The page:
And while yes I did get to meet some other famous people (see number 116) I can report that being backstage was decidedly unglamorous. There are hundreds of people who work on an event and the roadies have a job to do amongst the waiting guests, 99.9% of whom are average people like me who have to go to work the next day. The logistics of it all is mind blowing: Putting up and tearing down a stage, moving wardrobes and musical instruments, not to mention band members and staff, into tour buses after the show to make the overnight trip by bus in order to make it to the next venue on time the next day ... where they get on stage and repeat it all again. It's groundhog day, over and over again.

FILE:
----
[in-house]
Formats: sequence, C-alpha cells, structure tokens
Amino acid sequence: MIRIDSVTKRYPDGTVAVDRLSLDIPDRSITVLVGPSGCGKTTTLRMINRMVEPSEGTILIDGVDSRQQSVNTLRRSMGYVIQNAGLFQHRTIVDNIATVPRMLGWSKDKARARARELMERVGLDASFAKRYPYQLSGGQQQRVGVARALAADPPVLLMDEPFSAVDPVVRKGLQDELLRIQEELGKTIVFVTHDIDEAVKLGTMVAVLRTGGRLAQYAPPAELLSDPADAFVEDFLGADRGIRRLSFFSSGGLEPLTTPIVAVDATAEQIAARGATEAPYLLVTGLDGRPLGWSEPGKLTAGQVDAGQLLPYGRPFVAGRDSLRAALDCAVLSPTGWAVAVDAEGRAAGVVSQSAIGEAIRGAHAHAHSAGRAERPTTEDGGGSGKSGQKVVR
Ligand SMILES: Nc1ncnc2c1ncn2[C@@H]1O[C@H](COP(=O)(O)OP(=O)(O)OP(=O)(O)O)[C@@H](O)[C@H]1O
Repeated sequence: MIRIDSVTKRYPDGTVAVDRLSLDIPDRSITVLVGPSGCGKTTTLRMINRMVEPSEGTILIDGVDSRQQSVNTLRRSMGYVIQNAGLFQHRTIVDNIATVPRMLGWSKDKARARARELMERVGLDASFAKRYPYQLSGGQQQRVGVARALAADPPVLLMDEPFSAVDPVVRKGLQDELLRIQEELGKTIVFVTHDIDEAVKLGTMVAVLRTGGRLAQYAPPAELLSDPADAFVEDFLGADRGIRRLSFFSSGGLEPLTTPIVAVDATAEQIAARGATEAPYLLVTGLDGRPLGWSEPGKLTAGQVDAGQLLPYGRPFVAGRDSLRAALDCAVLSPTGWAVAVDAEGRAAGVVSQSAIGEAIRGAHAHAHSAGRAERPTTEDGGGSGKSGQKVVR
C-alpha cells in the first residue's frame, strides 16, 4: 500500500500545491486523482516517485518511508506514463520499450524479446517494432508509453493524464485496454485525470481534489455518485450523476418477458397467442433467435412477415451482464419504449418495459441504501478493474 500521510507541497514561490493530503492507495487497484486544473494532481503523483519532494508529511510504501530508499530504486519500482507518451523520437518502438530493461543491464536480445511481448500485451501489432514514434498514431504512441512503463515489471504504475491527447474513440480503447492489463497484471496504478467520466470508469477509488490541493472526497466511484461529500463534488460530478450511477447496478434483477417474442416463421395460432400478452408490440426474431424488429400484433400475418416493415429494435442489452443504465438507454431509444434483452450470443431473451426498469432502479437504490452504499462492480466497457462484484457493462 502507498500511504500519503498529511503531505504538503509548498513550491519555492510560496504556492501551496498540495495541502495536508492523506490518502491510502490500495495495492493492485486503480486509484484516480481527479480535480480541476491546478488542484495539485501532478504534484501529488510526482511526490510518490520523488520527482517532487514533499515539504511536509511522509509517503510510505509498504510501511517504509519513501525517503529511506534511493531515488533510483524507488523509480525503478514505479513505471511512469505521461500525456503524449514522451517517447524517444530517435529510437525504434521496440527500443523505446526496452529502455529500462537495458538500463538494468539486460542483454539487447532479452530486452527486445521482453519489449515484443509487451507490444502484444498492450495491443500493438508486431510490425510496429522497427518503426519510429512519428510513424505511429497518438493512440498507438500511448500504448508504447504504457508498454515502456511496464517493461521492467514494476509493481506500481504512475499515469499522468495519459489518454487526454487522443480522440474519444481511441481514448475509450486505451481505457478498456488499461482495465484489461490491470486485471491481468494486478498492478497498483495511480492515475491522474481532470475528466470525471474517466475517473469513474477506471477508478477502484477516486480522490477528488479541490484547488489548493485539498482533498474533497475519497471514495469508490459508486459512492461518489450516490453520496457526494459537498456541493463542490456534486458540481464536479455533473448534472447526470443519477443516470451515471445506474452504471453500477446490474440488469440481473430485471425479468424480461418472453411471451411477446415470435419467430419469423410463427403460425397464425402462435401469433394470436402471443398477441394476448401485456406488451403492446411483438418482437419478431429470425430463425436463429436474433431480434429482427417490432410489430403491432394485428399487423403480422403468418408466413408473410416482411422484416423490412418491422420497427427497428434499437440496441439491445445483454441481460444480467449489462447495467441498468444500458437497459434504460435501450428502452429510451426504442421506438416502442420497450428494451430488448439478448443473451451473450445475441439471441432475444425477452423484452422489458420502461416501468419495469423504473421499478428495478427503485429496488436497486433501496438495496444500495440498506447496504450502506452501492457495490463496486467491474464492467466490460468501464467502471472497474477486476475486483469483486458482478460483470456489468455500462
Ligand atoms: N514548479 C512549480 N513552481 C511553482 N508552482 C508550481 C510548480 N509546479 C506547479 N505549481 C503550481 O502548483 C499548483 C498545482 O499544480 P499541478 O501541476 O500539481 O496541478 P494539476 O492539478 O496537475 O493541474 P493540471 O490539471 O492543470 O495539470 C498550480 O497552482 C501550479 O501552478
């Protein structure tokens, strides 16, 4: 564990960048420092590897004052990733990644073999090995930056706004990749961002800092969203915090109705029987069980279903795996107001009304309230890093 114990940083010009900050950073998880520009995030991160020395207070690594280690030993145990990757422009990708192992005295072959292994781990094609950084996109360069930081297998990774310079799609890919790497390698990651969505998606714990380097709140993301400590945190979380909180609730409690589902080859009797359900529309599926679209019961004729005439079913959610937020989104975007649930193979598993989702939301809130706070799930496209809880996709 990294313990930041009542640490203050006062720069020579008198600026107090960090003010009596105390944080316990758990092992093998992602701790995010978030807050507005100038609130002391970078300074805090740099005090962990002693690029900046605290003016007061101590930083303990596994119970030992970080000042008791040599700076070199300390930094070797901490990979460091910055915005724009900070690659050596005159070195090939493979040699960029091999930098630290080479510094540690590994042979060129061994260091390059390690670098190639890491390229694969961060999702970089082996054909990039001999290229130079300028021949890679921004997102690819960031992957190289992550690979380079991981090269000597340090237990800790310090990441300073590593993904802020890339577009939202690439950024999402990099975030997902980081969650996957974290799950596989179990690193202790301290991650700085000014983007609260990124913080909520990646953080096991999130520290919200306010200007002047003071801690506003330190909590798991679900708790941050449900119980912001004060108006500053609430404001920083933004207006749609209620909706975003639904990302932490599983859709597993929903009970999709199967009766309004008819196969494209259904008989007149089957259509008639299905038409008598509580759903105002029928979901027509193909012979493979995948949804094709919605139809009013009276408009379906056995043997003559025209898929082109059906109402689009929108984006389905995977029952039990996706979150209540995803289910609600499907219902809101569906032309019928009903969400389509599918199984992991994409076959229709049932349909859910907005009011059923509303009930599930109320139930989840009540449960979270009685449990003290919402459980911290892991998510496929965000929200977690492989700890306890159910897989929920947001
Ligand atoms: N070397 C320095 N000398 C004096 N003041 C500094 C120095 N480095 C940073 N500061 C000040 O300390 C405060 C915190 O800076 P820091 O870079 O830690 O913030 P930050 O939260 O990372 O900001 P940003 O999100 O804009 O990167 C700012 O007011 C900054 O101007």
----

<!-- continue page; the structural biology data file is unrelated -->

The best part of having a backstage pass was not the hobnobbing post show, but getting to see a band perform up close and personal from the side of the stage with no one standing in front of you (other than the sound guys), no beer being spilled down your back and not having to worry about being shoved out of the way by someone desperate to get a better view. A Roadie even gave me the set list paper to keep, which I accepted. How very NOT rock and roll!

Tuesday, 8 July 2014

#128: Go to a concert (at the Roundhouse)